Downing responds: “Agree with everything you’ve written!” And then she refers “folks who are interested in Prop. 13 reform” to the Evolve campaign. Go figure.

The numbers game: how much of Palo Alto is zoned for single-family homes?

By contrast, when it comes to property values, the housing crisis, and zoning, Downing is unequivocal: the way to lower housing prices is to loosen zoning laws that restrict development by imposing “an artificial constraint on supply.”

Her reiterated example is Palo Alto’s zoning. “Only something like three percent of the city,” she told Brinklow, “is zoned for any sort of multi-family use. For most places it’s illegal to build a duplex.”

Brinklow asked Mayor Burt: “Is it true that 97 percent of the city is zoned R-1?”

Burt: “That is a misrepresentation.”

Correct. According to the city’s Comprehensive Plan, 4% of Palo Alto’s 26 square miles is zoned for multiple-family dwellings, and 25% is zoned for single-family dwellings. (Forty percent of the city is zoned for parks and preserves, another fifteen percent is dedicated to agriculture and other open space.)

But zoning doesn’t tell the entire story. The Plan also says that 38% of the housing stock is multiple-family units, and 62% is single-family. So single-family predominates, but not to the extent that Downing has implied.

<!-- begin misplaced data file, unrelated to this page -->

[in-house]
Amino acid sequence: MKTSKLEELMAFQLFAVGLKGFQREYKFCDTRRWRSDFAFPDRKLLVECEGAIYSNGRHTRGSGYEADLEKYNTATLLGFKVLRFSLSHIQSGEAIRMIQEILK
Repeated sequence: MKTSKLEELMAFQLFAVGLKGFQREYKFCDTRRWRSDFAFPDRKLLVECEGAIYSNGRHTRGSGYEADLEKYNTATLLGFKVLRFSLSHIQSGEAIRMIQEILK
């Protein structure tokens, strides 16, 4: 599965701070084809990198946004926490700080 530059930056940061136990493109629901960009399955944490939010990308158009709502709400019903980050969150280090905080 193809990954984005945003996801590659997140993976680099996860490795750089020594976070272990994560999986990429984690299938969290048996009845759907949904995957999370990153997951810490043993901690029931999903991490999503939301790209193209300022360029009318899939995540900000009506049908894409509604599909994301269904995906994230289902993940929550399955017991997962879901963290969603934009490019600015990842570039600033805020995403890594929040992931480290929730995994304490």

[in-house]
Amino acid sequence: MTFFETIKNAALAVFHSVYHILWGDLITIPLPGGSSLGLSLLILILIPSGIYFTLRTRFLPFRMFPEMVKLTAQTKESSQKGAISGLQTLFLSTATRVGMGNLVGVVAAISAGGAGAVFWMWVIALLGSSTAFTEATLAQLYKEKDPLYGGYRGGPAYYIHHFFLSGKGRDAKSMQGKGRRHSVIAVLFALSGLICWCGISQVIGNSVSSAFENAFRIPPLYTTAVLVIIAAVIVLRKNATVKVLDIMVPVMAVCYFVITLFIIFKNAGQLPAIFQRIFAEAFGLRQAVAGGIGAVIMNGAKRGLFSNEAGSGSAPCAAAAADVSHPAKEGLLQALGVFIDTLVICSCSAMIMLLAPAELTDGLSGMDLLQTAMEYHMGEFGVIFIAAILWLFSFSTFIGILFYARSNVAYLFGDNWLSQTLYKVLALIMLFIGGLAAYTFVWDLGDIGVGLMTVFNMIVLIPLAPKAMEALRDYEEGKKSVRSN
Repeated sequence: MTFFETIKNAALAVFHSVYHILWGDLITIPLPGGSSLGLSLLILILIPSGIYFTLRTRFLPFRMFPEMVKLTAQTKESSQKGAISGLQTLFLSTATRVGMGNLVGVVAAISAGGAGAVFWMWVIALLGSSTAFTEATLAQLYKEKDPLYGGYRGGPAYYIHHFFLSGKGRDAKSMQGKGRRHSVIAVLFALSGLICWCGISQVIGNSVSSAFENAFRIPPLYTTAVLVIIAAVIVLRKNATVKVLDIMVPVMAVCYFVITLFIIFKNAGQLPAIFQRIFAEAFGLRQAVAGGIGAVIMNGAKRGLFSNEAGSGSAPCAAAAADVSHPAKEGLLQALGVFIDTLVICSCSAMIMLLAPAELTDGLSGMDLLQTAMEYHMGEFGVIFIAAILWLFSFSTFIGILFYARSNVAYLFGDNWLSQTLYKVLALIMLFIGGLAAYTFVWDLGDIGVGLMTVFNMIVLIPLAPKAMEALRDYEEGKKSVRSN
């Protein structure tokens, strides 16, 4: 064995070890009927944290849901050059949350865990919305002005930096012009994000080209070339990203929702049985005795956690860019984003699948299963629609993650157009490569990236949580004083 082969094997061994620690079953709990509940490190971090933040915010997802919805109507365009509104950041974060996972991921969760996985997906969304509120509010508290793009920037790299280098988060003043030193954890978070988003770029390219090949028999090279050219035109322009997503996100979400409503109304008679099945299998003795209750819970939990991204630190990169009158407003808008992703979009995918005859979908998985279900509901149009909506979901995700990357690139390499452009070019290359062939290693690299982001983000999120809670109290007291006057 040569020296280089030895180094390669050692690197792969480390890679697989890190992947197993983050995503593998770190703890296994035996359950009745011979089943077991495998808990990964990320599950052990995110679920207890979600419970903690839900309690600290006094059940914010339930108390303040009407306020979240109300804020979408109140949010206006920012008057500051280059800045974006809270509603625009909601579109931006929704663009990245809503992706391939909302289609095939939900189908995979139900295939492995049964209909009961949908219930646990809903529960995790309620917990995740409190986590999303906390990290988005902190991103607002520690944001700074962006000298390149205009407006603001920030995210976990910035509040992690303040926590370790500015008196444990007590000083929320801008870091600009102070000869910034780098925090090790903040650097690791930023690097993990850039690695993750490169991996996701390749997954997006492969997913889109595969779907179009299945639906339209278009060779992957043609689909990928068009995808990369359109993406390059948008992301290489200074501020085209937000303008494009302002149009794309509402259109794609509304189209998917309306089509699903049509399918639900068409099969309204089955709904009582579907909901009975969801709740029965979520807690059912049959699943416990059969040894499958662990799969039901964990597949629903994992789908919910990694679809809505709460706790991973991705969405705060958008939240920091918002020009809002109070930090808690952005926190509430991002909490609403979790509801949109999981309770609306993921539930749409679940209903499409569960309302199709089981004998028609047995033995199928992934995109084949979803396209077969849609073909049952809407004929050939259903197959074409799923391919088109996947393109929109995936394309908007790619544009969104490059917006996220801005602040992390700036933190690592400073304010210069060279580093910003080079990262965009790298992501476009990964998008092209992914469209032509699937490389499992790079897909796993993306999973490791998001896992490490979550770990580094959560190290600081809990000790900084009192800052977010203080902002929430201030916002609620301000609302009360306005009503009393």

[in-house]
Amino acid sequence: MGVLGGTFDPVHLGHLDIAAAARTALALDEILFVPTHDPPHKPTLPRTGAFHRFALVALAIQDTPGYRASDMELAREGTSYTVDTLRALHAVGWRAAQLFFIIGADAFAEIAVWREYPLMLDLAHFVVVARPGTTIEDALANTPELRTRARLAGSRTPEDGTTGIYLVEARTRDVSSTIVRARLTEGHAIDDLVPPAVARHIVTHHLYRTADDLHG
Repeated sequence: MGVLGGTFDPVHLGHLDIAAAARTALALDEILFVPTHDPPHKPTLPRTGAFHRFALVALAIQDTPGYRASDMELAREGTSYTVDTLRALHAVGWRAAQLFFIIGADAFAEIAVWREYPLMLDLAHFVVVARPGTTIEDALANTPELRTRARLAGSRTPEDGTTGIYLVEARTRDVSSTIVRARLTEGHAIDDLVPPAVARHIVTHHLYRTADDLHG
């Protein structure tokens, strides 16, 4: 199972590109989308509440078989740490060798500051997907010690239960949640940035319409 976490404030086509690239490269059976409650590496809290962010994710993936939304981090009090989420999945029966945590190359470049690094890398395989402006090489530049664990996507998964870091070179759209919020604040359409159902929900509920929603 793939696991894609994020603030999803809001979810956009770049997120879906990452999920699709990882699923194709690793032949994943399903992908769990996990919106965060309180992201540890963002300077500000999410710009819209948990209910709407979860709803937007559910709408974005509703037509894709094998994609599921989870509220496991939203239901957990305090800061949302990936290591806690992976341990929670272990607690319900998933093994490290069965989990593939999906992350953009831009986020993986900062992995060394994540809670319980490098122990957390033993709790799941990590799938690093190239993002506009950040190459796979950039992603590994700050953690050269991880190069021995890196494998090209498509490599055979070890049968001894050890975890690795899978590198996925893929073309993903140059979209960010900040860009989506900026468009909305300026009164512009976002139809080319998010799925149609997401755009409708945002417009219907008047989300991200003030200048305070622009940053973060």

Downing supported Jerry Brown’s anti-democratic giveaway to the real estate industry

In an interview with Los Angeles Times reporter Michael Hiltzik, Downing praised Jerry Brown’s controversial by-right housing legislation, Trailer Bill 707, declaring that it “does everything that needs to happen.”

It’s a curious endorsement, because one thing Brown’s proposal doesn’t, or more precisely, didn’t—since it just died in the Legislature—do is the thing that, Downing thinks, needs to happen: relax residential zoning standards in Palo Alto or anywhere else in California.

Trailer Bill 707 specified that if a project conformed to local zoning and contained 5-20% affordable housing, it would be permitted by right, meaning without any environmental or other public review. A draconian giveaway to the real estate industry, the measure was defeated by a statewide coalition of affordable housing advocates, environmentalists, and labor organizations.

Given her concern about the lack of civic engagement in Palo Alto—in her words: “there’s maybe one thousand people who pay attention to city government….A minority of wealthy homeowners can create a network to get candidates elected very easily”—you might think Downing would have been put off by Trailer Bill 707’s hostility to local democracy.